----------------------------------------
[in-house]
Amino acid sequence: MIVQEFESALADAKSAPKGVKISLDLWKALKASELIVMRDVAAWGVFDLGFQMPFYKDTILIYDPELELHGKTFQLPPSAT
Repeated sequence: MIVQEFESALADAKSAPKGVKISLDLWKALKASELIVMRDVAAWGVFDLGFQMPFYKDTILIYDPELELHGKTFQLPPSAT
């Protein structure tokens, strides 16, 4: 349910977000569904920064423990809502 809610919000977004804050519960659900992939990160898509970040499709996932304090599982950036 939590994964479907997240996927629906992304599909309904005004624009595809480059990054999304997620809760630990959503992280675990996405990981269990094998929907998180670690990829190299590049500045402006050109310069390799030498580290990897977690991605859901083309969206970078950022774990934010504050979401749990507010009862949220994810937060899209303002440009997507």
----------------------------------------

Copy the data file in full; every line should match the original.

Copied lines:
[in-house]
Amino acid sequence: MIVQEFESALADAKSAPKGVKISLDLWKALKASELIVMRDVAAWGVFDLGFQMPFYKDTILIYDPELELHGKTFQLPPSAT
Repeated sequence: MIVQEFESALADAKSAPKGVKISLDLWKALKASELIVMRDVAAWGVFDLGFQMPFYKDTILIYDPELELHGKTFQLPPSAT
């Protein structure tokens, strides 16, 4: 349910977000569904920064423990809502 809610919000977004804050519960659900992939990160898509970040499709996932304090599982950036 939590994964479907997240996927629906992304599909309904005004624009595809480059990054999304997620809760630990959503992280675990996405990981269990094998929907998180670690990829190299590049500045402006050109310069390799030498580290990897977690991605859901083309969206970078950022774990934010504050979401749990507010009862949220994810937060899209303002440009997507």